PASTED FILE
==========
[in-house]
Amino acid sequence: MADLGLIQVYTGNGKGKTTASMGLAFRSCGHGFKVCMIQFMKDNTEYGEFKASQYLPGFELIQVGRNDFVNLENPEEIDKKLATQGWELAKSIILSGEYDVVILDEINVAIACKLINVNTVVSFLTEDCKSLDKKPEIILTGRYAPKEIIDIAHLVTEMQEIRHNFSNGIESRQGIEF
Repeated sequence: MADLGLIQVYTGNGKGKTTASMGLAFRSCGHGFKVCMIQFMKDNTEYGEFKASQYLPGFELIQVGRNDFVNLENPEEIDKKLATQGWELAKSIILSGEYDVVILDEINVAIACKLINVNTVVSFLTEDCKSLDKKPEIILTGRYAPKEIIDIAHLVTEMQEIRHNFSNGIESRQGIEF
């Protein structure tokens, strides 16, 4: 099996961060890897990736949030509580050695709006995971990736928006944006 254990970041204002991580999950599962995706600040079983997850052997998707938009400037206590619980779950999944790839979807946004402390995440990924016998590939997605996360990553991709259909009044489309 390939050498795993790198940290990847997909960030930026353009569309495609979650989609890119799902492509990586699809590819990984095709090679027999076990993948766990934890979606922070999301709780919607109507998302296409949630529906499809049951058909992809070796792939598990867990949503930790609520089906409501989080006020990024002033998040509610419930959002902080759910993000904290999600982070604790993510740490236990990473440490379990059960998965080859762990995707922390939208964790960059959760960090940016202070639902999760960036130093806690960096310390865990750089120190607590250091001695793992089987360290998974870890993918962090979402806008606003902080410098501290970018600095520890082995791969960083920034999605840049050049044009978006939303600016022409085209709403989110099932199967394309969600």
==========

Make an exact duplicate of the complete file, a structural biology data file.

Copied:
[in-house]
Amino acid sequence: MADLGLIQVYTGNGKGKTTASMGLAFRSCGHGFKVCMIQFMKDNTEYGEFKASQYLPGFELIQVGRNDFVNLENPEEIDKKLATQGWELAKSIILSGEYDVVILDEINVAIACKLINVNTVVSFLTEDCKSLDKKPEIILTGRYAPKEIIDIAHLVTEMQEIRHNFSNGIESRQGIEF
Repeated sequence: MADLGLIQVYTGNGKGKTTASMGLAFRSCGHGFKVCMIQFMKDNTEYGEFKASQYLPGFELIQVGRNDFVNLENPEEIDKKLATQGWELAKSIILSGEYDVVILDEINVAIACKLINVNTVVSFLTEDCKSLDKKPEIILTGRYAPKEIIDIAHLVTEMQEIRHNFSNGIESRQGIEF
């Protein structure tokens, strides 16, 4: 099996961060890897990736949030509580050695709006995971990736928006944006 254990970041204002991580999950599962995706600040079983997850052997998707938009400037206590619980779950999944790839979807946004402390995440990924016998590939997605996360990553991709259909009044489309 390939050498795993790198940290990847997909960030930026353009569309495609979650989609890119799902492509990586699809590819990984095709090679027999076990993948766990934890979606922070999301709780919607109507998302296409949630529906499809049951058909992809070796792939598990867990949503930790609520089906409501989080006020990024002033998040509610419930959002902080759910993000904290999600982070604790993510740490236990990473440490379990059960998965080859762990995707922390939208964790960059959760960090940016202070639902999760960036130093806690960096310390865990750089120190607590250091001695793992089987360290998974870890993918962090979402806008606003902080410098501290970018600095520890082995791969960083920034999605840049050049044009978006939303600016022409085209709403989110099932199967394309969600």